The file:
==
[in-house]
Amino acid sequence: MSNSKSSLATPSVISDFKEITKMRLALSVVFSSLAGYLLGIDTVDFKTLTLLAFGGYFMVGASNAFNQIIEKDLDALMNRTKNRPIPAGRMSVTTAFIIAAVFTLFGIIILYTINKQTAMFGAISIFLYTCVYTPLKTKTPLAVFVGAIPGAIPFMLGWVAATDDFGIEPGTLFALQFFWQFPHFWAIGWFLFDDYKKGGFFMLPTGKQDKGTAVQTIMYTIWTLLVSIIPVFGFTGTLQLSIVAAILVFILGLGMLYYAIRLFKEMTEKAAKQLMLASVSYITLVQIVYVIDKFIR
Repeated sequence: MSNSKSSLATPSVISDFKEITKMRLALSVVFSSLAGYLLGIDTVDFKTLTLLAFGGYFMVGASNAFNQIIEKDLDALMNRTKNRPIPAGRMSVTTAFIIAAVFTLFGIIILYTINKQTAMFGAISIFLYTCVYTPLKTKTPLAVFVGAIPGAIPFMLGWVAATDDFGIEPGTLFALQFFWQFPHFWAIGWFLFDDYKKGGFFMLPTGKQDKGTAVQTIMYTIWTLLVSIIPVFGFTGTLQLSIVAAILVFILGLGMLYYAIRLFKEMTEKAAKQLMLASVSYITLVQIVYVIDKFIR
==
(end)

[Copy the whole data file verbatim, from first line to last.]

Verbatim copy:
[in-house]
Amino acid sequence: MSNSKSSLATPSVISDFKEITKMRLALSVVFSSLAGYLLGIDTVDFKTLTLLAFGGYFMVGASNAFNQIIEKDLDALMNRTKNRPIPAGRMSVTTAFIIAAVFTLFGIIILYTINKQTAMFGAISIFLYTCVYTPLKTKTPLAVFVGAIPGAIPFMLGWVAATDDFGIEPGTLFALQFFWQFPHFWAIGWFLFDDYKKGGFFMLPTGKQDKGTAVQTIMYTIWTLLVSIIPVFGFTGTLQLSIVAAILVFILGLGMLYYAIRLFKEMTEKAAKQLMLASVSYITLVQIVYVIDKFIR
Repeated sequence: MSNSKSSLATPSVISDFKEITKMRLALSVVFSSLAGYLLGIDTVDFKTLTLLAFGGYFMVGASNAFNQIIEKDLDALMNRTKNRPIPAGRMSVTTAFIIAAVFTLFGIIILYTINKQTAMFGAISIFLYTCVYTPLKTKTPLAVFVGAIPGAIPFMLGWVAATDDFGIEPGTLFALQFFWQFPHFWAIGWFLFDDYKKGGFFMLPTGKQDKGTAVQTIMYTIWTLLVSIIPVFGFTGTLQLSIVAAILVFILGLGMLYYAIRLFKEMTEKAAKQLMLASVSYITLVQIVYVIDKFIR